As much as I am enjoying sitting here listening to a bit of Bob Dylan on the iPod, sooner or later, one of us must know (a little clue to the song there) that it's time to knuckle down and write up another blog entry. Just before we get to the subject matter of this update, a question: what do you think is the significance of this next photo?
Well according to the BBC, who recently broadcast a programme about marbles in which presenters showed how a marble was held by the crooked index finger and flicked by the thumb, "this is where the phrase 'knuckle down' came from".
Let's get to it then: let's talk about caterpillars...
Actually, these are not strictly caterpillars, but larvae: still, carry on John, nobody will have noticed.
I recently obtained some early instar Actias selene (Indian Moon-moth) larvae. These would be fantastic to observe I thought, and as they seem to like a wide variety of food-plants, many of which I could obtain easily, would be a safe bet. I had a care-sheet from the Amateur Entomologists Society that stated the preferred food-plants:
The caterpillars will feed on a variety of plants, including:-
- Cherry Plum
- Rhododendron (Rhodendron ponticum)
- Holm or evergreen oak (Quercus ilex)
On arrival I treated them all to a mix of walnut, apple, cherry, willow and rhododendron, and waited to see which they preferred. None of them was the answer! I added hawthorn and a couple of the larvae seemed to take to it but weren't eating very much and soon began wandering off in search of something better.
The following day I was starting to think I had made a mistake taking these on as they were definitely not feeding. Then I did a bit of detective work and found that they will also use liquidamber, or sweet gum.
Where could I acquire sweet gum though? Any ideas? Nor me! Hang on though...isn't eucalyptus a gum tree? That was rhetorical of course, because we already know the answer . Just need to find some now. Hmmm... might be a problem.
I pounded the streets, but that did no good and so I repaired them and moved on. I racked my brain...but even putting it on the rack had no effect, I couldn't recall where, or indeed, if, I had seen any locally. I decided the only thing to do was to have a drive around looking for some. My salvation came in St. Michael's near Tenterden, when I spotted this tree outside a house, beside the local garage...
I rang the doorbell. "Hi" said the guy who answered, only half interested as he browsed his phone. "This is gonna sound like a strange request" I said. "try me" he replied, still not looking up from his phone. "Could I possibly steal a few sprigs of your eucalyptus tree?" Finally! his interest had piqued. With a half-smile, he said "Take the whole tree if ya like". Thanking him, I felt I owed an explanation: although, he didn't seem at all interested in knowing my reasons. I mumbled something about caterpillars as he turned and shut the door and I cut myself some eucalyptus.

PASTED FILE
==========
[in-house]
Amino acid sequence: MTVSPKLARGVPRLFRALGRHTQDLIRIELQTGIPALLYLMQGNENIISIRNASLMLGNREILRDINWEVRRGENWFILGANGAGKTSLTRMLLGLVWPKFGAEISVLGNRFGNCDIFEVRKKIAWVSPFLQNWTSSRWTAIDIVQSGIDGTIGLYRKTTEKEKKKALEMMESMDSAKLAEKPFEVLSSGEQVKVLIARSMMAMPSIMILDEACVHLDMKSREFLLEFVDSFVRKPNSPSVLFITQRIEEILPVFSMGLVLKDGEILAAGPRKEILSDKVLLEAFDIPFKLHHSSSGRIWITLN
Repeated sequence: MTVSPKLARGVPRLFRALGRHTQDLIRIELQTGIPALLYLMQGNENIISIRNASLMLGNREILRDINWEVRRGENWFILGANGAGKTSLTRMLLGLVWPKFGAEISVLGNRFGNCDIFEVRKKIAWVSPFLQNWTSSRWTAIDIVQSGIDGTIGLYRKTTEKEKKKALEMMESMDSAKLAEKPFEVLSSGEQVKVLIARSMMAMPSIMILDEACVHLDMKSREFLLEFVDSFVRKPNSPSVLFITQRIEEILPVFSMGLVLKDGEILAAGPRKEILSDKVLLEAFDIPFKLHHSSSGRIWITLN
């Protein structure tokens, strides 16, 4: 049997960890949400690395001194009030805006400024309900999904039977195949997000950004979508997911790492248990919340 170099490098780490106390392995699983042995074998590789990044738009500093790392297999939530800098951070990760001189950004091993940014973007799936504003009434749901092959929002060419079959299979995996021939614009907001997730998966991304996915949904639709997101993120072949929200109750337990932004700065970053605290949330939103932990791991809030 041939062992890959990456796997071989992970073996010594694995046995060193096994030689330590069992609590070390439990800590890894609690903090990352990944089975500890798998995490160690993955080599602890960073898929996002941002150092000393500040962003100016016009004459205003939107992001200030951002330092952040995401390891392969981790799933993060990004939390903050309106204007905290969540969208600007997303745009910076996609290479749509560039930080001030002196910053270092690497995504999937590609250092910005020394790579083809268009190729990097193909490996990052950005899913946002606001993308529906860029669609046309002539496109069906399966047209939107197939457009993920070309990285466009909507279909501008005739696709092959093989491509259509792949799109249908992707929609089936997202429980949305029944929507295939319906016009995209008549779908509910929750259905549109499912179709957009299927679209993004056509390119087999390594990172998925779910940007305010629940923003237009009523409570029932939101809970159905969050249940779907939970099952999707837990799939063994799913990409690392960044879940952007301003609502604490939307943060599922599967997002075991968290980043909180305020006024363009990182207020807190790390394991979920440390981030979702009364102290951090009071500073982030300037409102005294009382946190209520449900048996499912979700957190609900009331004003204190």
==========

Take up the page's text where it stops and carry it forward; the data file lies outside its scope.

Success! In fact, a great success. All but a couple were eating like there was no tomorrow and the remainder soon joined in.
It was September 16th when I acquired the caterpillars and by the end of the 17th some were already moulting...
By the 19th of September, many had moulted and were now shades of green...
Time to separate them into individual containers, as I had read that they can be cannibalistic once they start to mature. They were all looking much healthier now and growing fast. All except for the little runt that is. He was still way behind the others and looked like this...
In fact, this is how it stayed right through until September 26th. It was eating, but not a lot. His/her plight was not helped when on the 19th, it somehow managed to circumnavigate the obstacles I placed at the top of the water jar that contained the food plant, and fell right into the water. I have no idea how long it was there before I rescued it, but I dried it as best I could and assumed that it had possibly drowned as there was no sign of life.
However, the next time I checked, it was feeding. A miracle. It did eventually moult and became green like all the others, even though it was now a couple of moults behind the rest, who were quite variable in size and colour but doing much better than the runt...
|Freshly moulted 29th Sept.|
|Freshly moulted 29th Sept.|
The largest ones were now really impressive beasts. Those feet are brilliant and once fixed to a leaf or stem, there is no moving them. I had also read that they could be aggressive, gnashing their mandibles and swiveling their heads round if threatened, but I had no problems and didn't find any displaying those traits.
October 7th saw my first completed cocoon...